Carnegie Mellon Robotics Institute
Although an MD/PhD, I am primarily an engineer, with extensive background in electronics and computer science, the development of new technology and prototype design. My current research focuses on two main areas. The first involves developing a new method of image guided intervention based on in-situ image guidance. One example of this approach is a device called the Sonic Flashlight, which provides a stable virtual image of an ultrasound scan within the patient in real time. Over the past 8 years of continuous NIH funding, my laboratory has developed and tested the device in patients for the placement of Peripherally Inserted Central Catheter (PICC) lines into the upper arm. Extensions of this technology to remote and magnified image guided intervention have also been developed, as well as a version based on a holographic optical element that is currently funded by NIH/NIBIB. Yet another version uses Real Time 3D ultrasound, an imaging modality that I helped to develop at Duke University in the 1990’s. Our most recent effort over the past two years has been to extend in-situ imaging into the domain of microsurgery using Optical Coherence Tomography, which is the topic of the current proposal.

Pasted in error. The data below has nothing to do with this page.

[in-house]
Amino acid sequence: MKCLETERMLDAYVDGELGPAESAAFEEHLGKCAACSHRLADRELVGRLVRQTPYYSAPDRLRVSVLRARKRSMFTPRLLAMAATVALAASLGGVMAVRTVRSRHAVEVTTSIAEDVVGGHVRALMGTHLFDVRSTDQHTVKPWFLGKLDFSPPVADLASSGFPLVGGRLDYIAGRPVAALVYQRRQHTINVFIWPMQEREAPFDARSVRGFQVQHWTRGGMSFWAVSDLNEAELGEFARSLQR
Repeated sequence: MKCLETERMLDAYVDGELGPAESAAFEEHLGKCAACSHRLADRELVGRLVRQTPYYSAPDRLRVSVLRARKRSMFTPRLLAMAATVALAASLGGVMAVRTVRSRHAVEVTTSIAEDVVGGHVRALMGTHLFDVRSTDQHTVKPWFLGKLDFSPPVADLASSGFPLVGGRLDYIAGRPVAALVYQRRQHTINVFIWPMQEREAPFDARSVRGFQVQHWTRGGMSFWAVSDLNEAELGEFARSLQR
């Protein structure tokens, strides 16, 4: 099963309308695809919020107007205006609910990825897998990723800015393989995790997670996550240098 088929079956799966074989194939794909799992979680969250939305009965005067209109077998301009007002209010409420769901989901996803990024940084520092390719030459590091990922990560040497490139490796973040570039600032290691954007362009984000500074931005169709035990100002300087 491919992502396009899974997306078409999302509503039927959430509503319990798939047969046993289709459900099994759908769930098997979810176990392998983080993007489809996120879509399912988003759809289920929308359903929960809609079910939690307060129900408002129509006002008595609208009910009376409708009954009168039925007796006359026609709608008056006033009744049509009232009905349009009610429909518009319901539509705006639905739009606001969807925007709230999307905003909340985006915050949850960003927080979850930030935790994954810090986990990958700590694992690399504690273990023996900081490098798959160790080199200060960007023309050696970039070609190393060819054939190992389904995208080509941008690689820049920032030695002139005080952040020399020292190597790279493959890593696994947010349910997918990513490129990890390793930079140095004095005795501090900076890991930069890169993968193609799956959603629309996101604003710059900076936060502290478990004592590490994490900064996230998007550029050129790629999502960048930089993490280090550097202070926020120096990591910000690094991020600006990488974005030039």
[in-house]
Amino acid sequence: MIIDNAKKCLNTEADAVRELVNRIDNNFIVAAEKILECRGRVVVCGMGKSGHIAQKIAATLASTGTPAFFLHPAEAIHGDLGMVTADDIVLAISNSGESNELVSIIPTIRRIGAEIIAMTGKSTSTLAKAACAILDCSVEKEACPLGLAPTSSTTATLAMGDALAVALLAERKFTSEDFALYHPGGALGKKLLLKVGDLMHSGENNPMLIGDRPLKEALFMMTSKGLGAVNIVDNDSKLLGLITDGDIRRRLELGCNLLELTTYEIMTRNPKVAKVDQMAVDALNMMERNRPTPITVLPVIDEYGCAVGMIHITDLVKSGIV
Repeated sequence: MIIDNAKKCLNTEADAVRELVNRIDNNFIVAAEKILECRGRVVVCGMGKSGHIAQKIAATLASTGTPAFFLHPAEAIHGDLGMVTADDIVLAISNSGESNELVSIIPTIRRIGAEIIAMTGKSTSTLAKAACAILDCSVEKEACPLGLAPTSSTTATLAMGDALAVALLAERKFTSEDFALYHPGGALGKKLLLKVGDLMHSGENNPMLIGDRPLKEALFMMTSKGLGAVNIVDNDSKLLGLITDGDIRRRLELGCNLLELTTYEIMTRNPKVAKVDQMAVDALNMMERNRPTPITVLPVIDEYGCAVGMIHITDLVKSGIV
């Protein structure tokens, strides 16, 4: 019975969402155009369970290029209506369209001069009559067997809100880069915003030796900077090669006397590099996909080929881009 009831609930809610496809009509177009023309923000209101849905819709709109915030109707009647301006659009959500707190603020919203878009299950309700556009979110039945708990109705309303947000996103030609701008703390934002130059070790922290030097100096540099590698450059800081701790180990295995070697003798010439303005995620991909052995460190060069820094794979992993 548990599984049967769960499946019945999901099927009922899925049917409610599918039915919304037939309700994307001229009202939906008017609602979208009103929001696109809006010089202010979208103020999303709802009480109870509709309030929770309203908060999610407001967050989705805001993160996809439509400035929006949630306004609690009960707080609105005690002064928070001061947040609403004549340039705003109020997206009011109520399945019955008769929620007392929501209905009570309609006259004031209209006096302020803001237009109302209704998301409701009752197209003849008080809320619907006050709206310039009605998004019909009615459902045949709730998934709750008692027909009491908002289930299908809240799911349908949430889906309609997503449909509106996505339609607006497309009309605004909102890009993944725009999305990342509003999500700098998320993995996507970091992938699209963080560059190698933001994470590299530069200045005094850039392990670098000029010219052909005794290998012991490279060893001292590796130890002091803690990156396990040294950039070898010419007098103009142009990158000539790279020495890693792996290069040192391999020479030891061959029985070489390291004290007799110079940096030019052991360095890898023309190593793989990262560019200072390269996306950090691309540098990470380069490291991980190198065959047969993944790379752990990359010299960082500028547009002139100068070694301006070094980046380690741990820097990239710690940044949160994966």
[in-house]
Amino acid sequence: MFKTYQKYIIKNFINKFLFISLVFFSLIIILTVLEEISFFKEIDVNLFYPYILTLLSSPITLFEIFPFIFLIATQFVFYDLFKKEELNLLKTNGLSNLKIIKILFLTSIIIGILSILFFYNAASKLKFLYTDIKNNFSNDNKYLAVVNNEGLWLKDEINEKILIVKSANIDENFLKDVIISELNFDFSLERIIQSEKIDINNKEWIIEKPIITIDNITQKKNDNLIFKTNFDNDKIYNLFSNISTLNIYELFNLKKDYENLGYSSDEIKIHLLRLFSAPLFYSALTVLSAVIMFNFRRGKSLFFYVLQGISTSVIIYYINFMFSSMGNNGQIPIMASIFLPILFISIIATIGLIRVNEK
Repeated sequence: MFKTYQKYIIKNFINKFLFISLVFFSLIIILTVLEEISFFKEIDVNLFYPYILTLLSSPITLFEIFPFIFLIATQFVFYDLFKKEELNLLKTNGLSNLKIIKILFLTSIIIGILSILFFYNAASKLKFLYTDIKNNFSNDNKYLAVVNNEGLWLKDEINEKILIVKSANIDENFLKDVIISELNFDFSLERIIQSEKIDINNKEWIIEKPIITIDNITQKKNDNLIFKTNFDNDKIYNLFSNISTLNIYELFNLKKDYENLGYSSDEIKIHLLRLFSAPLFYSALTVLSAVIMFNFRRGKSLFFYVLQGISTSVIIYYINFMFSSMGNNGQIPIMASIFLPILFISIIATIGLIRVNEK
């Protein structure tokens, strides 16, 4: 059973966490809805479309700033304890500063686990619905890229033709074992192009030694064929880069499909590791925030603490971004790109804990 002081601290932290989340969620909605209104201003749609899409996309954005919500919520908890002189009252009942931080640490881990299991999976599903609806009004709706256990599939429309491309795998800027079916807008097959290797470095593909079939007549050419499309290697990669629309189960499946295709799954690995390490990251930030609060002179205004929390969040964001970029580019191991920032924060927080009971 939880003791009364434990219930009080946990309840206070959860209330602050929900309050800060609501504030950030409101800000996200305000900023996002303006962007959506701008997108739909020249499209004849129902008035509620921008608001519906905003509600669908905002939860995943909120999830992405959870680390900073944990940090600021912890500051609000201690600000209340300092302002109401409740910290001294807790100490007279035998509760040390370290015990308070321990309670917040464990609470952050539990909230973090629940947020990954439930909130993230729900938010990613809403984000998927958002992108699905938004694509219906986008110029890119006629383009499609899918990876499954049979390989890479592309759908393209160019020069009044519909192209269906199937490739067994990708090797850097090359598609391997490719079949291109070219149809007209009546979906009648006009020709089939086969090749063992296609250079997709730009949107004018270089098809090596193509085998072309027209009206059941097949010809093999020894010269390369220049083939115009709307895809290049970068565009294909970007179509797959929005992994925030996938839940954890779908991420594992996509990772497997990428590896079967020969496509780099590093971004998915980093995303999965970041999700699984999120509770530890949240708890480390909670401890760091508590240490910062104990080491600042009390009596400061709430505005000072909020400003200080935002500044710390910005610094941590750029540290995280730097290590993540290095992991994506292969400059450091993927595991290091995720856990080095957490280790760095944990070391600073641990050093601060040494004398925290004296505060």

My second research area is in image analysis techniques for automated identification and measurement of anatomical structure and motion. Recent applications include cardiac structures, the major veins of the neck and the vasculature of the lung. Image analysis was the area of my Ph.D. dissertation with Stephen Pizer at UNC, Chapel Hill. I was a founding member of the National Library of Medicine (NLM) software consortium creating the Insight Toolkit (ITK), an open-source software library for medical image analysis.
In addition to these two main areas, I am exploring a new prosthetic device for the blind called fingersight, and am involved in electronic musical instrument design and other projects in the context of teaching undergraduates in Bioengineering. My earlier experiences in engineering include writing the software for the first computer system onboard Deep Submersible Alvin at the Woods Hole Oceanographic Institute and designing a telemetric egg to study incubation of endangered birds at the Bronx Zoo.
|Research Interest Keywords|
|bioengineering, data visualization, display devices, education, haptics, image processing, medical applications, medical imaging, medical robotics, object recognition, teleoperation|
|The Robotics Institute is part of the School of Computer Science, Carnegie Mellon University.|
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